Glosario Clarksons


A tanker size range defined by Clarksons as between 80,000 and 120,000 dwt.


Ballast voyage

A voyage with no cargo on board to get a ship in position for the next loading port or docking. On voyage the ship is said to be in ballast.


Bareboat charter

The hire or lease of a vessel from one company to another (the charterer), which in turn provides crew, bunkers, stores and pays all operating costs.


Bulk cargo

Unpackaged cargoes such as coal, ore and grain.



The ship's fuel.



Transport of goods between two ports or places located in the same country, often restricted to domestic carriers.



Bulk ship size range defined by Clarksons as 100,000 dwt or larger.



Compensated gross tonnage. This unit of measurement was developed for measuring the level of shipbuilding output and is calculated by applying a conversion factor, which reflects the amount of work required to build a ship, to a vessel's gross registered tonnage.



Cargo owner or another person/company who hires a ship.



Transport contract between shipowner and shipper of goods.



Cost, insurance and freight. Delivery of goods is the seller's responsibility to the port of discharge. The freight is paid for by the supplier of goods.


ClarkSea Index

A weighted average index of earnings for the main vessel types where the weighting is based on the number of vessels in each fleet sector.


Clean oil

Refined oil products such as naphtha.



Contract of Affreightment. An agreement to transport a defined amount of cargo at an agreed freight rate, with the shipowner choosing the ship.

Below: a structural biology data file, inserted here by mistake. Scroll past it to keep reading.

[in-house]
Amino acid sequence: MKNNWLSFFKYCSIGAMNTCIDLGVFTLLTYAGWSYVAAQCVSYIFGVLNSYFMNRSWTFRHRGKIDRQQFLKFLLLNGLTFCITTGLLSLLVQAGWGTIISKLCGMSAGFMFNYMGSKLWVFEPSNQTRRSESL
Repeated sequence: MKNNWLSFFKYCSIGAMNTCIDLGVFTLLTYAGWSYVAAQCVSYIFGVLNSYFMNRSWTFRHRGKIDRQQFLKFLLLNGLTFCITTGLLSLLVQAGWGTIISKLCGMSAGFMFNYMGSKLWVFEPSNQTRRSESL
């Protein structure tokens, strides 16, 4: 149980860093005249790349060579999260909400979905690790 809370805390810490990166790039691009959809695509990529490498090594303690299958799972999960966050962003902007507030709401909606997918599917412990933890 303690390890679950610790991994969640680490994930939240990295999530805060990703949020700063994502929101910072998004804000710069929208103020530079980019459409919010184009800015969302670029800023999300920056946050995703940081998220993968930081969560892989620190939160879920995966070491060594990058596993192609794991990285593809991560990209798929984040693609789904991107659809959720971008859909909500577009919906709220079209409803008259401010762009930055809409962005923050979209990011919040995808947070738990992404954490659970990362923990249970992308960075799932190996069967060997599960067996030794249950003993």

Combination carrier

Ship capable of carrying oil or dry bulk cargoes, thereby increasing the productivity of the vessel. Typically termed OBO or Ore/Oiler.



Naturally occurring substance in oil and gasfields which can be shipped in tankers.


Crude oil

Unrefined oil.


Daily operating costs

The costs of a vessel's technical operation, crewing, insurance and maintenance, but excluding costs of financing.



Money paid to shipowner by charterer, shipper or receiver for failing to complete loading/discharging within time allowed according to charter-party.


Dirty oil

Less refined oil products such as fuel oil.


Dry (market)

Generic term for the bulk market.


Dry cargo carrier

A ship carrying general cargoes or sometimes bulk cargo.


Dry docking

To put a vessel into a dry dock for inspection, repair and maintenance. Normally done on a regular basis.



Deadweight ton. A measure expressed in metric tons (1,000 kg) or long tons (1,016 kg) of a ship's carrying capacity, including bunker oil, fresh water, crew and provisions. This is the most important commercial measure of the capacity.



Vessels of under 2,500 teu which distribute containers regionally between hub ports.



A Forward Freight Agreement is a cash contract for differences requiring no physical delivery based on freight rates on standardised trade routes.



Free On Board. Cost of the delivery of goods is the seller's responsibility only up to the port of loading. The freight is paid for by the buyer of the goods.


FOB (estimate)

Forward Order Book represents estimated commissions collectable over the duration of the contract as principal payments fall due. The forward order book is not discounted.



Forward Ship Value Agreement. An FFA based product designed specifically for the sale and purchase market.